Friday, July 12, 2013

Queen: Freddie Mercury gorilla art update

Queen guitarist Brian May has provided an information update on the Freddie Mercury gorilla art statue controversy in Norwich, UK.

On Monday, organizers of Go Go Gorillas, a public art trail in Norwich, were contacted by Queen's manager Jim Beach on behalf of the Freddie Mercury estate.

Media reports said the estate claimed the suit worn by the gorilla breached copyright, and it asked the Freddie "Radio Go Go" Gorilla sculpture, which Norfolk artist Mik Richardson took three days to create, to be "taken off the streets” … and it was.

Now, after investigation the statue issue, the Queen guitarist has posted his thoughts and findings on the matter on Bri’s Soapbox.

“The organization that actually puts the whole scheme of 'painted statue animals' together is a company called Wild in Art,” he explained. “These guys are not in any sense a charity. They mount these projects on a purely commercial basis. The way it works is - these projects they create enable charities to make some money, as well as bringing visibility. So it was Wild In Art who produced this particular gorilla-shaped effigy, which they evidently had someone paint up in a yellow Freddie Wembley outfit and stick some teeth and a moustache on. Now: far be it from me to make an artistic judgement on this - you can form your own opinion - but when the model was first seen, a number of people thought it was a crude and insulting effort - probably to both Freddie and the Gorilla!”

“So when word of this got to Freddie's estate, they asked for an approach to be made to Wild in Art, to ask them if they'd have another go at the painting of the Freddie Gorilla,” writes May. “The way it was reported, it looked as if the MPT (Mercury Phoenix Trust) had 'blocked' the deployment of the statue altogether, but actually the issue had nothing to do with the MPT; plus it wasn't a block at all - simply a request for an update to the paint job, to which Wild in Art kindly agreed.”

“Now there were accusations of 'pettiness' in the media and on Twitter, but you have to ask yourself how you'd feel if suddenly people were making effigies of your dearly departed dad or son or brother, and you felt they were disrespectful,” May continues. “You'd want to feel you had some kind of a right to say yes or no, to protect his reputation. That's exactly what the people who run Freddie's estate do. They try to safeguard Freddie's reputation, just as if he were still around. They will pursue anyone who tells a lie about him, or does something which could impugn Freddie's integrity or image. So Freddie's estate were quite within their rights to ask that this 'portrait' be improved - especially since the company who created it stand to make a lot of money out of exploiting Freddie's likeness. Yes, the estate could have taken a more lenient view, but if they had, it would be open season. There would be nothing to stop any number of companies like this making Freddie Elephants or Antelopes, or whatever, distorting Freddie's features just as they felt inclined, and making loads of money from lots of well-meaning people who might well feel they were contributing directly to a charity.”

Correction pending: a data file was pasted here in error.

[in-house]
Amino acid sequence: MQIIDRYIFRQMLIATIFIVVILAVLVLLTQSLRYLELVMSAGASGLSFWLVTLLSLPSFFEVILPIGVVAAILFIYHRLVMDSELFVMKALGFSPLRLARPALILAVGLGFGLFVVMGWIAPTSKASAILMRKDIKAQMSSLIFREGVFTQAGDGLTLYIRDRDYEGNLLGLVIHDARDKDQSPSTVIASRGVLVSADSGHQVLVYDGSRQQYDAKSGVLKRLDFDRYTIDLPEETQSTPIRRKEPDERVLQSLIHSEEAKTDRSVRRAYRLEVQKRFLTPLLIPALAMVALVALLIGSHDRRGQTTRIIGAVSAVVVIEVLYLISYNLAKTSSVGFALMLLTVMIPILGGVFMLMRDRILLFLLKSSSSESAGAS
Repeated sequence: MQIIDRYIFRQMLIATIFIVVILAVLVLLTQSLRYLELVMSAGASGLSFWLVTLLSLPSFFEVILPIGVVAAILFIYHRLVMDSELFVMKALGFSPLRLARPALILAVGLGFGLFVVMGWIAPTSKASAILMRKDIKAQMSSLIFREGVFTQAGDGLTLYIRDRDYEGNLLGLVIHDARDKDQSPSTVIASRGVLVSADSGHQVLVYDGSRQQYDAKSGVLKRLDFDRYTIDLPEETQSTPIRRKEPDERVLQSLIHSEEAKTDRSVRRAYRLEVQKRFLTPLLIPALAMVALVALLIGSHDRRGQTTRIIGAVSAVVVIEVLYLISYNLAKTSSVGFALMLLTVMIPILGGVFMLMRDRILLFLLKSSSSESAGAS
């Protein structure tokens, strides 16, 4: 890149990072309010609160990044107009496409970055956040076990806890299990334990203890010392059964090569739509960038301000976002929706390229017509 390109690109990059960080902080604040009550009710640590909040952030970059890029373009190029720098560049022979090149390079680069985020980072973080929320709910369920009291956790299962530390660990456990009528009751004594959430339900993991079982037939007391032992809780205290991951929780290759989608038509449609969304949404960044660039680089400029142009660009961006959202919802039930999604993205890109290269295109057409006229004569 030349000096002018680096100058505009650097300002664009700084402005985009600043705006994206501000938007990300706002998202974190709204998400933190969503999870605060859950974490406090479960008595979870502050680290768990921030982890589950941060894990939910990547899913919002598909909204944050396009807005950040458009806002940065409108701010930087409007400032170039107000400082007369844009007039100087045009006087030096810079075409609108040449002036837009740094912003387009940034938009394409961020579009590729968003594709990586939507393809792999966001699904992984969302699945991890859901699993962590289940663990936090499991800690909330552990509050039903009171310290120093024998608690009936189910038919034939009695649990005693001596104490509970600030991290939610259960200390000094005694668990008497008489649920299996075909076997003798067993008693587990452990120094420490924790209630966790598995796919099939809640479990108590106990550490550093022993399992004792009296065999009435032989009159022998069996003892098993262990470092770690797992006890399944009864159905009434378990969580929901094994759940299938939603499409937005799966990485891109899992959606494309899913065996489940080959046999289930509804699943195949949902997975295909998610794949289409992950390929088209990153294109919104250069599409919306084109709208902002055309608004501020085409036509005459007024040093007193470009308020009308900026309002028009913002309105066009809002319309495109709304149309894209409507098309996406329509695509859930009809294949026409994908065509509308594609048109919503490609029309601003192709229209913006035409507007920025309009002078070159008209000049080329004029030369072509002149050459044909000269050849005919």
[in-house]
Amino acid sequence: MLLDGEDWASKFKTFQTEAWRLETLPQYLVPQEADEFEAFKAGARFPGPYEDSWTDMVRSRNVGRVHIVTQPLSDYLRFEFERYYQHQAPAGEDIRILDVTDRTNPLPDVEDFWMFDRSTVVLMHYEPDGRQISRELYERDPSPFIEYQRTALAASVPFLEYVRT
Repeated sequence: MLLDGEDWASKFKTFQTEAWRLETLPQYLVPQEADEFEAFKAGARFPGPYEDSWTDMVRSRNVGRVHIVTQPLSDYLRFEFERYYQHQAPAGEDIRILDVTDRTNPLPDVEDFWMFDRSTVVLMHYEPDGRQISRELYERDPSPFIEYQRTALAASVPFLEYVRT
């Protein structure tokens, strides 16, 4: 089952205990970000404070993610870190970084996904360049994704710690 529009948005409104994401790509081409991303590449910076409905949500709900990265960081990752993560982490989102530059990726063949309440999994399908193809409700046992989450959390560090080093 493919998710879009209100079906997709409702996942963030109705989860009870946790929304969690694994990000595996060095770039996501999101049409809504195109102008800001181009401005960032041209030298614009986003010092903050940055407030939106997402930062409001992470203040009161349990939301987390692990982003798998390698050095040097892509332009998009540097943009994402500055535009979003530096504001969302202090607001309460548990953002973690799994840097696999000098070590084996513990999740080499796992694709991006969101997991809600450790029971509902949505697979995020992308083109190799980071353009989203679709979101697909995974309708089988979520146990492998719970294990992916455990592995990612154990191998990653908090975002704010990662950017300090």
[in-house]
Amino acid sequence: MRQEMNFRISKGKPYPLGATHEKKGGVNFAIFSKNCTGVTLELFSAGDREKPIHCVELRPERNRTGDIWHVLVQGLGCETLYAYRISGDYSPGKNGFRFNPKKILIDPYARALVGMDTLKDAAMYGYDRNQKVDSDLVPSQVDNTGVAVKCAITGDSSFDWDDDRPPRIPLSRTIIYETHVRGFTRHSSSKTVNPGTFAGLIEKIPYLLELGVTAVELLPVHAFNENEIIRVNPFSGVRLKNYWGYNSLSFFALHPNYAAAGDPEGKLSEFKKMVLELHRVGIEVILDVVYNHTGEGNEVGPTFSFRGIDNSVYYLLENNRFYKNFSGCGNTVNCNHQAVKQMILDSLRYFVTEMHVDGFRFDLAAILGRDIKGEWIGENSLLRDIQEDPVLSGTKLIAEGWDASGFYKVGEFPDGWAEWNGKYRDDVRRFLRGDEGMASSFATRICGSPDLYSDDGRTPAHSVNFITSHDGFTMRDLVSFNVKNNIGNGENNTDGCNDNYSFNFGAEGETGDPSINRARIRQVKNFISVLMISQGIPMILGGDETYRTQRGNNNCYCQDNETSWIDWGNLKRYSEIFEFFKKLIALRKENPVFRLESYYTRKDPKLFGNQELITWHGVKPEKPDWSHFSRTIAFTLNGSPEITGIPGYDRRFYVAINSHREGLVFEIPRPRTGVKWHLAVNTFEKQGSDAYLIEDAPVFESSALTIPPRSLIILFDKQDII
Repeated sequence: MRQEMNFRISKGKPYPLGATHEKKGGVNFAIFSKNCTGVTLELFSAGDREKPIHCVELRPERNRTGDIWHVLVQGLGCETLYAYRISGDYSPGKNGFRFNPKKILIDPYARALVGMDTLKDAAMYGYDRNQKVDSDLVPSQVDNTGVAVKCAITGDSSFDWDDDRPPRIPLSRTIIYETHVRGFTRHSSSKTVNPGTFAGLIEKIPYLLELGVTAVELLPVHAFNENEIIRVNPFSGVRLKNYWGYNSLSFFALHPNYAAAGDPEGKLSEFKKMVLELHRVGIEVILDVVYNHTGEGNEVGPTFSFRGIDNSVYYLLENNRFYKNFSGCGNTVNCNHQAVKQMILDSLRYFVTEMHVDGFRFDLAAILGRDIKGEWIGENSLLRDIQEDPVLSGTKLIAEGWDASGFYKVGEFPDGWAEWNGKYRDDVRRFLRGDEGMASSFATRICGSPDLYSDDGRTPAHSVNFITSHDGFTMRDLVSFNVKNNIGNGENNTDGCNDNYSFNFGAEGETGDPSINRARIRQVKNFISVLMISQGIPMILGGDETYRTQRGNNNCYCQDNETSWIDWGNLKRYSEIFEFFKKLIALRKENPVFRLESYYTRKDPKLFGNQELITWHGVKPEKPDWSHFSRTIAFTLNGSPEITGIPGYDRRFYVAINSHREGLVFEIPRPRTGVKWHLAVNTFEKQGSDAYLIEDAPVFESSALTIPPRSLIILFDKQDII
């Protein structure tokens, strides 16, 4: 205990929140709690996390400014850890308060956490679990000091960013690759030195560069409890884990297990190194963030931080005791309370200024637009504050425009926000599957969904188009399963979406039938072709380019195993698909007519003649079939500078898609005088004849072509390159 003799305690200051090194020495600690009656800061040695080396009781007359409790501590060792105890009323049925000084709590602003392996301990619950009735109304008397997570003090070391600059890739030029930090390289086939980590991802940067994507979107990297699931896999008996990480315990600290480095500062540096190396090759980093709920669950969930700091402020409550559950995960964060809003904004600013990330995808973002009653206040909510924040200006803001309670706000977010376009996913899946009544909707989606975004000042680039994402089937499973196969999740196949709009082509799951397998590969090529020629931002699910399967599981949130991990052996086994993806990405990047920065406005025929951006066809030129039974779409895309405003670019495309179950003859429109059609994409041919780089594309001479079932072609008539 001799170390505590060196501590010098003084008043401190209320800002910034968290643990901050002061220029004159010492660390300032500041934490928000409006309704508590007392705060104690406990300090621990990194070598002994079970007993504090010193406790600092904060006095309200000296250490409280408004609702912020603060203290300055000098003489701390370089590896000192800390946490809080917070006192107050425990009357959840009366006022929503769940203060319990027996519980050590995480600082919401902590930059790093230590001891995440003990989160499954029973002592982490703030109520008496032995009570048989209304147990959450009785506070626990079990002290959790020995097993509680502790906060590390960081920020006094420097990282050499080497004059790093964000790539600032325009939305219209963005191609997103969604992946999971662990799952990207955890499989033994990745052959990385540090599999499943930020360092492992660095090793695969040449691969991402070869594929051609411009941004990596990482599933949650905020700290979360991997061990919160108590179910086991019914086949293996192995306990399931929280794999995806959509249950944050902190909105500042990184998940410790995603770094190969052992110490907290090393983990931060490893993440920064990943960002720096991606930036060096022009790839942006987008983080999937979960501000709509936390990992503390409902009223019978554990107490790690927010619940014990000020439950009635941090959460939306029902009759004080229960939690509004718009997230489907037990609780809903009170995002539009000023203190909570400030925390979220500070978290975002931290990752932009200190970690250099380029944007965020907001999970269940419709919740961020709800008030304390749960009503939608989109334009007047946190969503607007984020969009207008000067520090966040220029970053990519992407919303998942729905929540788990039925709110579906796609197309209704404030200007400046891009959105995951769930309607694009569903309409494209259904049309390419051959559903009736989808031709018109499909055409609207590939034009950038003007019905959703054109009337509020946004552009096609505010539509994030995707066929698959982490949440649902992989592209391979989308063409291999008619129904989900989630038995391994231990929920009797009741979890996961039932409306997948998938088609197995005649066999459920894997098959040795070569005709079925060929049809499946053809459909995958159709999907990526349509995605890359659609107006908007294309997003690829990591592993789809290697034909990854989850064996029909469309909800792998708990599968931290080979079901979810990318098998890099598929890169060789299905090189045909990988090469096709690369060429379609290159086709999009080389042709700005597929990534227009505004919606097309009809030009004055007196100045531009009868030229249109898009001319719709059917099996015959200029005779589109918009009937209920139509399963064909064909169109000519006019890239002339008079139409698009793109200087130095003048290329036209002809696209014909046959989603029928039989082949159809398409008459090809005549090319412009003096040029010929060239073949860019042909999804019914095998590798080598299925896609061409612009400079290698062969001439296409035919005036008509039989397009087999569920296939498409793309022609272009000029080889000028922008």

“So, in the light of all this, do we still think a bad decision was made? Well, please tell me, if and when the new repainted Freddie Gorilla takes the stand next week,” sums up the guitarist. “Either way, it won't go unnoticed. I'll also update the story a little more at that point, if I know more. OK?”

Queen Queen

See also:

Queen guitarist enters Freddie Mercury gorilla art controversy
Queen: Freddie Mercury gorilla art removed over copyright issues
Queen: Freddie Mercury Tribute Concert reissue due this fall
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Queen: Live At Wembley Stadium 25th anniversary edition reissue coming
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